This tab contains the elements for dynamic markers (who would have guessed that?). The static symbols (mf to pppp) are written into the score just like the accents we talked about in the paragraph above. Those symbols indicating a development (cresc to >) are written with a starting and an ending point. It's worthwhile to check out the properties window of these elements as well. Maybe you’d like to make some adjustments or edit the appearance.
If you want to edit the tempo of your music, here's your go-to tab. The element “Quarter equals 60” is best edited in the score: right-click and properties, then go to “Performance”. If you select the Italian label “Andante”, a menu opens below:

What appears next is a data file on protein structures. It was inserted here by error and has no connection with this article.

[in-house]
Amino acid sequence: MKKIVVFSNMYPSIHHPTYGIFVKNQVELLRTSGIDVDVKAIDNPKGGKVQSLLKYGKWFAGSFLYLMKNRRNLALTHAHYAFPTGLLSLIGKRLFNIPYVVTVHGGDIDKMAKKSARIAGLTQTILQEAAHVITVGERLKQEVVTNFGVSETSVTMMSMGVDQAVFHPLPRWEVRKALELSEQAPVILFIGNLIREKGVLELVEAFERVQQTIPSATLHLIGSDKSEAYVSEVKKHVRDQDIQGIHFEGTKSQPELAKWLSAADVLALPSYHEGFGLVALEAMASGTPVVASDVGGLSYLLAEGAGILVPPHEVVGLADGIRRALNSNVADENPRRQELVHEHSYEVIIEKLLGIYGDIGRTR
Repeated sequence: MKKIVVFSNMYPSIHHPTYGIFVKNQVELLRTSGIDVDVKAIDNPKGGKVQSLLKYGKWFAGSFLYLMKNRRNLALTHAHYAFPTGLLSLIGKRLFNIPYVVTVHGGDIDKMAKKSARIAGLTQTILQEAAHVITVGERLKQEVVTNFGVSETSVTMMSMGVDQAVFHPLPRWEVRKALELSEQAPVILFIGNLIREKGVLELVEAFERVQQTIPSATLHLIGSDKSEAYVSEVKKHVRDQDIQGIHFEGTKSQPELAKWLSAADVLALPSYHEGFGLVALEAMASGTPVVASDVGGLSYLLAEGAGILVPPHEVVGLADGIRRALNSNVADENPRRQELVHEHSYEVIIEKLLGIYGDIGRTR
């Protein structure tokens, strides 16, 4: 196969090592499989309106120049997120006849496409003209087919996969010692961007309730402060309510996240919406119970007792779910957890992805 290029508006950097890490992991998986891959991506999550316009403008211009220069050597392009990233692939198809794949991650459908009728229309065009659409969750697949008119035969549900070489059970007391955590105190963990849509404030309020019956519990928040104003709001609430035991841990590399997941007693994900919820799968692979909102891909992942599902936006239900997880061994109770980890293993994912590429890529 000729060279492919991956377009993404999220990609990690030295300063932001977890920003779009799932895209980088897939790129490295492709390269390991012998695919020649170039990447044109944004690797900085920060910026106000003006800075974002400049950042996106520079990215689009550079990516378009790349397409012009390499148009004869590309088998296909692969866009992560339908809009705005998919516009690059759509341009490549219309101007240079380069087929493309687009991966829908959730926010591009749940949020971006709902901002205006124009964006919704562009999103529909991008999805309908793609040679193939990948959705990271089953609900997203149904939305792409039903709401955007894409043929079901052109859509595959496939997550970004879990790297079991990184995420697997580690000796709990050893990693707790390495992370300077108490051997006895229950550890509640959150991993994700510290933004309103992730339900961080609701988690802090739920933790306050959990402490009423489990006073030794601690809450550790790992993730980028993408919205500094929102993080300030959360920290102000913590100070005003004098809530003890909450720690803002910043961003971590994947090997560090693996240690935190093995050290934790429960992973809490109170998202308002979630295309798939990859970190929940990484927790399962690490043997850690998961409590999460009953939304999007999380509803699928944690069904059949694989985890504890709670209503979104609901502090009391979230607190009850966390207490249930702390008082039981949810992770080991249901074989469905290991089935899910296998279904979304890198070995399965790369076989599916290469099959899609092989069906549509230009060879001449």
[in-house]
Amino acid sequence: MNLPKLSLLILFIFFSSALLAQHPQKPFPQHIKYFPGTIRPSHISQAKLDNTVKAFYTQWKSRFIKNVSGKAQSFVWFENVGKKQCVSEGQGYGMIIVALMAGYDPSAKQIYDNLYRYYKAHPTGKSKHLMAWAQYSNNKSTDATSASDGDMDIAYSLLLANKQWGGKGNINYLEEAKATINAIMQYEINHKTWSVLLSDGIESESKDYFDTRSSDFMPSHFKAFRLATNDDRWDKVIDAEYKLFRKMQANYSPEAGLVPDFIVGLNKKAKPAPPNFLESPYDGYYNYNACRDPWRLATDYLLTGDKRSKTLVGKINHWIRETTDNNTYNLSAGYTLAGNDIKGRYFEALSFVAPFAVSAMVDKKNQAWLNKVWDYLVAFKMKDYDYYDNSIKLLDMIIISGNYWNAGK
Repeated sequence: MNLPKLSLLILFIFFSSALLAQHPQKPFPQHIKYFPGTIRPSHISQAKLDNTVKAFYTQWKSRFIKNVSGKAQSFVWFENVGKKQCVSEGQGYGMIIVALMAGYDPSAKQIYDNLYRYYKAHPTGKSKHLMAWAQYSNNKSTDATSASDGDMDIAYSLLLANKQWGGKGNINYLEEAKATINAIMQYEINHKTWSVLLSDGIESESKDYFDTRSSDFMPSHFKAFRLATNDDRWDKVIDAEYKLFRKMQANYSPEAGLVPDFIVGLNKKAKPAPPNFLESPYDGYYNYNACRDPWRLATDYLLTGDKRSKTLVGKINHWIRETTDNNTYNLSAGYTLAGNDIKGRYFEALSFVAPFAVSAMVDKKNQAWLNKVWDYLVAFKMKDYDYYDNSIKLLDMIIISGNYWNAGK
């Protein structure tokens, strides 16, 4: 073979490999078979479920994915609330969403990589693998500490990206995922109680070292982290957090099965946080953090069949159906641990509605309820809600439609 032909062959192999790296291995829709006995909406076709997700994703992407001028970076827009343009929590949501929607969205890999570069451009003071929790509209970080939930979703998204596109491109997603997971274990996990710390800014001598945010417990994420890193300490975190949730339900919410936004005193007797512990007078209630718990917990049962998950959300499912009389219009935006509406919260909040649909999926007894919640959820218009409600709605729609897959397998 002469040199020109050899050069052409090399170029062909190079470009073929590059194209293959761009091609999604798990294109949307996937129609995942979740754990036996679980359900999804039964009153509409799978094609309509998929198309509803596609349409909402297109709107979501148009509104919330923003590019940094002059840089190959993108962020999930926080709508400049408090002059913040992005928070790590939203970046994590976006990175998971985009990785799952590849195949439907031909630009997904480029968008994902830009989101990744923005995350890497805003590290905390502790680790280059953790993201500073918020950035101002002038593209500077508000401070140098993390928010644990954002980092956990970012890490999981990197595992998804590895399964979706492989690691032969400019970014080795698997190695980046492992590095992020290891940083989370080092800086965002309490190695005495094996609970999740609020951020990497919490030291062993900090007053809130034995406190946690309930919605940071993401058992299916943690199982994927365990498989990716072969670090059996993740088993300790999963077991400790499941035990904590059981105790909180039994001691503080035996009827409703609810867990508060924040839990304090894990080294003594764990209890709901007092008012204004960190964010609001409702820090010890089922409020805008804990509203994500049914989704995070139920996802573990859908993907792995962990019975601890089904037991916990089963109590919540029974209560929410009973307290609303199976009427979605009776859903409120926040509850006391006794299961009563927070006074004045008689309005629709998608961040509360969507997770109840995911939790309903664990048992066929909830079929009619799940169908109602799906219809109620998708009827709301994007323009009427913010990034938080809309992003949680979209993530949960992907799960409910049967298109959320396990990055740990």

By clicking on the arrow head, you'll get the whole choice from Larghissimo to Prestissimo. If you like, you can add more text to the single word, say “ma non troppo” for example, before writing it into your score. Using the properties window again, you can adjust the performance or the position, if you like.
Text / Chords
Here’s a full package! All elements around the musical text are here. Let’s look at it step by step. The button “Title Text” at the far left allows you to complement or edit the score's information. This is what it looks like:
To keep your print outs in order, add header or footer information to your score.
One really important and frequently asked subject: LYRICS!